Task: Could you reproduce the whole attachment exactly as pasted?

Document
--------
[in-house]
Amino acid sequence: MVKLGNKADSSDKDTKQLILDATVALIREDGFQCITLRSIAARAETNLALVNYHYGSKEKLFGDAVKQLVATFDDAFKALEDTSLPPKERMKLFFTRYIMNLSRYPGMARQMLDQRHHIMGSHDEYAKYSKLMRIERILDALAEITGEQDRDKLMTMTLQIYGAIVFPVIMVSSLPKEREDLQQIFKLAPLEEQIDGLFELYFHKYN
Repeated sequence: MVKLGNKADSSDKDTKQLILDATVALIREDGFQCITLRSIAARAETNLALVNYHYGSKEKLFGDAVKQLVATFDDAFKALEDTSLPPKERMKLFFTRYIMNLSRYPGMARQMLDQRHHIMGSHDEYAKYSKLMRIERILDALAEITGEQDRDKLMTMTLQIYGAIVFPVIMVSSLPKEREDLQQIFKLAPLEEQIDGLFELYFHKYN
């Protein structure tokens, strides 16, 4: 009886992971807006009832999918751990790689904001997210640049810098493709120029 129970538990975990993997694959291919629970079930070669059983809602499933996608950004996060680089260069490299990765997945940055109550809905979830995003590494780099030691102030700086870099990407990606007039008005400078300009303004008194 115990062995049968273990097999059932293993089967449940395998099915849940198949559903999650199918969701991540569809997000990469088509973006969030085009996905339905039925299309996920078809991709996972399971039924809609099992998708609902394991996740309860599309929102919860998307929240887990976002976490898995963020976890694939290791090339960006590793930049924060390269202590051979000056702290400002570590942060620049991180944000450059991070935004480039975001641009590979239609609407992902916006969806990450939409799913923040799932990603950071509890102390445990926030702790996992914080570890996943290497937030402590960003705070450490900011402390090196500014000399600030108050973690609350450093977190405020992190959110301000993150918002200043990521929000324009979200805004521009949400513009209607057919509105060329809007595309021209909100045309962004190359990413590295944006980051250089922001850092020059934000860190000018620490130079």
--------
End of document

[in-house]
Amino acid sequence: MVKLGNKADSSDKDTKQLILDATVALIREDGFQCITLRSIAARAETNLALVNYHYGSKEKLFGDAVKQLVATFDDAFKALEDTSLPPKERMKLFFTRYIMNLSRYPGMARQMLDQRHHIMGSHDEYAKYSKLMRIERILDALAEITGEQDRDKLMTMTLQIYGAIVFPVIMVSSLPKEREDLQQIFKLAPLEEQIDGLFELYFHKYN
Repeated sequence: MVKLGNKADSSDKDTKQLILDATVALIREDGFQCITLRSIAARAETNLALVNYHYGSKEKLFGDAVKQLVATFDDAFKALEDTSLPPKERMKLFFTRYIMNLSRYPGMARQMLDQRHHIMGSHDEYAKYSKLMRIERILDALAEITGEQDRDKLMTMTLQIYGAIVFPVIMVSSLPKEREDLQQIFKLAPLEEQIDGLFELYFHKYN
């Protein structure tokens, strides 16, 4: 009886992971807006009832999918751990790689904001997210640049810098493709120029 129970538990975990993997694959291919629970079930070669059983809602499933996608950004996060680089260069490299990765997945940055109550809905979830995003590494780099030691102030700086870099990407990606007039008005400078300009303004008194 115990062995049968273990097999059932293993089967449940395998099915849940198949559903999650199918969701991540569809997000990469088509973006969030085009996905339905039925299309996920078809991709996972399971039924809609099992998708609902394991996740309860599309929102919860998307929240887990976002976490898995963020976890694939290791090339960006590793930049924060390269202590051979000056702290400002570590942060620049991180944000450059991070935004480039975001641009590979239609609407992902916006969806990450939409799913923040799932990603950071509890102390445990926030702790996992914080570890996943290497937030402590960003705070450490900011402390090196500014000399600030108050973690609350450093977190405020992190959110301000993150918002200043990521929000324009979200805004521009949400513009209607057919509105060329809007595309021209909100045309962004190359990413590295944006980051250089922001850092020059934000860190000018620490130079």